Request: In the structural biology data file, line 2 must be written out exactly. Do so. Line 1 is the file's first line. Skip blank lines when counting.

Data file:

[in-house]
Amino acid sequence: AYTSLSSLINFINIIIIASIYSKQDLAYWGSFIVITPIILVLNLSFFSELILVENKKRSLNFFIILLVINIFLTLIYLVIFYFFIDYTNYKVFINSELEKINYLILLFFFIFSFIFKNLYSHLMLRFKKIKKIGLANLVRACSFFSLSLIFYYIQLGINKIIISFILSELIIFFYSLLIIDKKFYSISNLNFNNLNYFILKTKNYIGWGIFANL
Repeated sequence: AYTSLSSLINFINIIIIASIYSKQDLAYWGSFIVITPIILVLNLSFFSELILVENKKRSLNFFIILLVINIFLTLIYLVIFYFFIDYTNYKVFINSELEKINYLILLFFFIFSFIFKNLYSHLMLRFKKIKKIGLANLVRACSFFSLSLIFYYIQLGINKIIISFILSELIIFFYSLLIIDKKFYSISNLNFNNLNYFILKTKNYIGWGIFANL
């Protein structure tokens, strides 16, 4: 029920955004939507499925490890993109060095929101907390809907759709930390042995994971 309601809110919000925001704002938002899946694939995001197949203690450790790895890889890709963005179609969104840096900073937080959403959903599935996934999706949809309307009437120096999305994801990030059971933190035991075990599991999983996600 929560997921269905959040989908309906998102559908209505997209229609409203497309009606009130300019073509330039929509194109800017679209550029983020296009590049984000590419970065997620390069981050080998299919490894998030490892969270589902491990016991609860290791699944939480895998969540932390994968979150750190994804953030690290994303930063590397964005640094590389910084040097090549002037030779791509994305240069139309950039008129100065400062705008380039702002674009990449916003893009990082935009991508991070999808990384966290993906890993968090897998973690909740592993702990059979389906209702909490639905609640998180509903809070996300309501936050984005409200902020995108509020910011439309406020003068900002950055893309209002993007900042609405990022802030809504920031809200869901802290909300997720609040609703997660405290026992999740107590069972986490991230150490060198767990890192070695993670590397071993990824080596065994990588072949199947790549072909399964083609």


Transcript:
Amino acid sequence: AYTSLSSLINFINIIIIASIYSKQDLAYWGSFIVITPIILVLNLSFFSELILVENKKRSLNFFIILLVINIFLTLIYLVIFYFFIDYTNYKVFINSELEKINYLILLFFFIFSFIFKNLYSHLMLRFKKIKKIGLANLVRACSFFSLSLIFYYIQLGINKIIISFILSELIIFFYSLLIIDKKFYSISNLNFNNLNYFILKTKNYIGWGIFANL